Photodynamic therapy avoids the systemic effect on the human being (in the case of chemotherapy of tumors, this effect does take place). Photodynamic therapy treats a region exposed to light. As a result, the patient is not subjected to an unwanted systemic effect. This makes it possible to prevent the patient from all side effects, typical of chemotherapy (such as nausea, vomiting, stomatitis, loss of hair, and inhibition of hematopoiesis).
Photodynamic therapy is cost-effective. For a majority of patients, PDT is a noninvasive or minimally invasive method. It is also a tolerant, local, and inexpensive technique, which can treat a variety of malignant tumors (primary, relapsing, and metastatic).
The Ministry of Health of Russia analyzed the results of PDT application in Moscow Medical Centers. Photodynamic therapy was employed to treat malignant tumors of the skin, mammary gland, mucous membrane of the oral cavity, tongue, lower lip, larynx, lung, esophagus, stomach, urinary bladder, and rectum.
From 1992 to 2001, PDT was used to treat more than 1,600 tumors in 408 patients. Most of the patients had been treated earlier with routine methods, such as surgery, X-ray therapy, and combined treatment. Some of the patients had not been treated earlier owing to serious age-related and associated diseases. The rest of the patients received palliative PDT. They had extended obturating tumors of the esophagus, trachea, large intestine, large bronchi and the cardiac portion of the stomach. Photodynamic therapy was performed to recanalize stenosed organs and to improve the quality of life. Follow-up studies had been made for 2 months to 9 years. Photodynamic therapy produced a beneficial effect in 94.4 percent of the patients. Of these, 56.2 percent showed a total tumor resolution and 38.2 percent showed a partial tumor resolution.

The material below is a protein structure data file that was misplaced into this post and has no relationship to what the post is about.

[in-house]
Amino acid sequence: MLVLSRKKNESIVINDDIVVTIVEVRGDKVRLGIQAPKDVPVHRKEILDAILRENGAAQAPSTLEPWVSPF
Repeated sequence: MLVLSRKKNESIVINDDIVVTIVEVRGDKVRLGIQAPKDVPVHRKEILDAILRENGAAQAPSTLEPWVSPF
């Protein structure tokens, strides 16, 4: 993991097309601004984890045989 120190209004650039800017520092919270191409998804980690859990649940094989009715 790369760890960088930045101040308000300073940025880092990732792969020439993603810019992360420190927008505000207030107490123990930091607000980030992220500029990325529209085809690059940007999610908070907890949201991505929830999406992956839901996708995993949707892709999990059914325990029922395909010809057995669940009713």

Photodynamic therapy is an advanced therapeutic technique, which is successfully employed in Russia, USA and Europe. At present, new photosensitizers and optical sources are being developed for PDT and fluorescent diagnosis.
Photodynamic therapy is a promising, cutting-edge, and cost-effective method for treatment of malignant and non-malignant diseases. To disseminate information about this technique, PDT-oriented workshops and schools should be arranged for physicians.